I got my grain mill in November and am so VERY happy with the purchase.  Our food storage, as you may know if you read here often, is filled with hard white wheat and this mill makes it incredibly easy to make the tastiest bread EVAH.  Seriously, if we liked my bread before, we LOVE it now.  It’s amazing how much lighter and airier my bread’s crumb is now, versus using cracked wheat before.

  • As I researched (and researched and researched and researched) grain mills before buying it, a few things stood out:  I wanted a non-impact type mill, which meant that I had to be happy with millstones and only certain grain mills actually used millstones.
  • I wanted to control the heat of the flour – or at least not have it get too high.  Having borrowed a friend’s WhisperMill (now it is called the Wonder Mill), I knew the flour was HOT when the mill was done.  I also knew that it was LOUD – it was louder than my vacuum cleaner.
  • Which brings me to the third thing:  I wanted  a mill that wasn’t going to burst my eardrums.  The so-called WhisperMill was anything but quiet, but the “reported sound level” on differing websites was about 50dB.  There was NO WAY it was actually 50dB – my (formerly) brand-new dishwasher ran at 55dB and it was virtually silent. So accurate portrayal of noise was important to me.
  • And finally, I really wanted a mill that would last.  The mills that were (are) made in Korea are okay, and they are a sight less expensive than the European mills.  But the European mills had longevity on their side, and I really didn’t want to have to do this research and re-purchase this in a few years.  I wanted it to last and be a lifetime investment.  KoMo has mills that have run daily for 15 years and are still going as strong as the first day, and that was the sort of purchase I wanted to make.

So we saved our money and finally purchased the mill.  I played with it a bit and figured out what texture I wanted my flour at for bread (it’s not quite at the finest setting, but it’s definitely fine) and off to the races we went.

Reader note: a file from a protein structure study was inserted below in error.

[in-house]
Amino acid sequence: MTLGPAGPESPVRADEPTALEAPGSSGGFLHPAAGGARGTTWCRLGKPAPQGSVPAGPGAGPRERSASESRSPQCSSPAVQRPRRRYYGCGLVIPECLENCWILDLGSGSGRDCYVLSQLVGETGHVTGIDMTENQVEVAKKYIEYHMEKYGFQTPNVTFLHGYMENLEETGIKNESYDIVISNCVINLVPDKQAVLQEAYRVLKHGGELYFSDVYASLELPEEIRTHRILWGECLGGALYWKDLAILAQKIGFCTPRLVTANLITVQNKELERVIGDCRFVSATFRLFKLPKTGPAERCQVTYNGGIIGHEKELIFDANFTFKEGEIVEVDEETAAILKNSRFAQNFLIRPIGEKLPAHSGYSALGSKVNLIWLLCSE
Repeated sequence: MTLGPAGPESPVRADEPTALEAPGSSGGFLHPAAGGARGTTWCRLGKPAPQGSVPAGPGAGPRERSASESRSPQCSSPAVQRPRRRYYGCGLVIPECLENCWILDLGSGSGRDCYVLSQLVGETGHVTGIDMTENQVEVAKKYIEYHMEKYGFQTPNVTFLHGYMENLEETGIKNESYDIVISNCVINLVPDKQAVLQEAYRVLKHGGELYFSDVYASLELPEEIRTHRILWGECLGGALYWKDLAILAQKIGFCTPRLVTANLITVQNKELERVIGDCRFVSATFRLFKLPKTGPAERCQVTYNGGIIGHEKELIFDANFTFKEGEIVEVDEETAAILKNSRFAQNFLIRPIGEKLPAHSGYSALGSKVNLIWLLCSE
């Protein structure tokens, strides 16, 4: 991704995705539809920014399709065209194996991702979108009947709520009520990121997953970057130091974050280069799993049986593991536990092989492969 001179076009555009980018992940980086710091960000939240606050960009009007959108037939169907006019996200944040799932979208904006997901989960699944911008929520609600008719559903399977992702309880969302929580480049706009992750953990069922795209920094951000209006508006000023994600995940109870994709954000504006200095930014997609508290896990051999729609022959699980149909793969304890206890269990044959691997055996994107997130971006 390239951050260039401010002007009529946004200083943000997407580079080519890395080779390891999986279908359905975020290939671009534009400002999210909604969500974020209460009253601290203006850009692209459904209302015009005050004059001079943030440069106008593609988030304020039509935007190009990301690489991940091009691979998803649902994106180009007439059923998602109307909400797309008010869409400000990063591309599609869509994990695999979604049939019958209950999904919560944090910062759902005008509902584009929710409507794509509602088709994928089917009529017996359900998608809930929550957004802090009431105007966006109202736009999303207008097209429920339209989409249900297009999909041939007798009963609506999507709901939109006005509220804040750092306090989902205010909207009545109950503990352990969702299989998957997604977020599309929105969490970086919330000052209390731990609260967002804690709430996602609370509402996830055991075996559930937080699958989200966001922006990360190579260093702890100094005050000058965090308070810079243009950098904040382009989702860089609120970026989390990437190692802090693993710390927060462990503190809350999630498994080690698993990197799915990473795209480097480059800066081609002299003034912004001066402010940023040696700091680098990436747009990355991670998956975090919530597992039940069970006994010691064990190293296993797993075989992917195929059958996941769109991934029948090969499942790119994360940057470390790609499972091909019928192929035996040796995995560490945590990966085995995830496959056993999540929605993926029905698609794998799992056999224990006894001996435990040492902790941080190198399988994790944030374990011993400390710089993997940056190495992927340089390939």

I haven’t regretted the money I’ve spent thus far, and I’ve also ground my own cornmeal (but not from popcorn – from degermed corn).  If I ever grind beans in it, I’ll get a nice bean flour that’s useful for much, and I can also make rice flour and other fine-flours.  We’ve not developed a taste for muesli yet, but I’m hoping to get Brendan hooked somewhat soon.  I think he’ll like it.

This video was made & produced by the Health Ranger at NaturalNews.com and I thought it was worth re-posting here.  It’s a longer video (about 14 minutes) but really gives some first-hand experience and a look at the impact of this bill (S510) that was passed by Congress.

Brendan is now saying he wants to be an organic farmer when he grows up – which is totally cool.  But whether organic farming will even be an option by the time he grows up is questionable.  If we permit this centralization of our food supply, we’re going to face more BigAgriBusiness and more regulations on the “threat” the small farmer is to these conglomerates.  We’ll also face greater disease and concerns about hormones and antibiotics in our food supply – but it will fall on deaf ears, because the end (cheap food) will justify the means (poison in our food).

I am a chicken.  A complete dental chicken.  This is really quite ironic, because I’ve been to the dentist most The Drillphoto © 2010 Paul Lowry | more info (via: Wylio)
of my life, had extractions, oral surgery, gum surgery, and 6 years of braces and 2.5 years of retainers.  It’s not like I’m afraid of the unknown.

Except maybe that’s my problem.  I’m not afraid of the unknown – I’m nervous about the known.  And then there’s the smell.  My friend Mel is a dental hygienist and she laughs at me – but she’s gotten used to The Smell. The Smell is enough to induce a full-on panic in me – it nauseates me and makes my eyes water.  There was one time I took Brendan to an oral surgeon to have his mouth evaluated (he was tongue-tied at birth and it wasn’t corrected surgically until he was 3.5 y/o – a long story) and they invited us back to the examining room.  As we stepped through the door, I was hit full-face by The Smell and did everything in my Mom Power to keep it together and not completely bolt out of panic.  So far, I’ve done a good job of not relaying my dental chickenhood to Brendan, but it’s work on my part.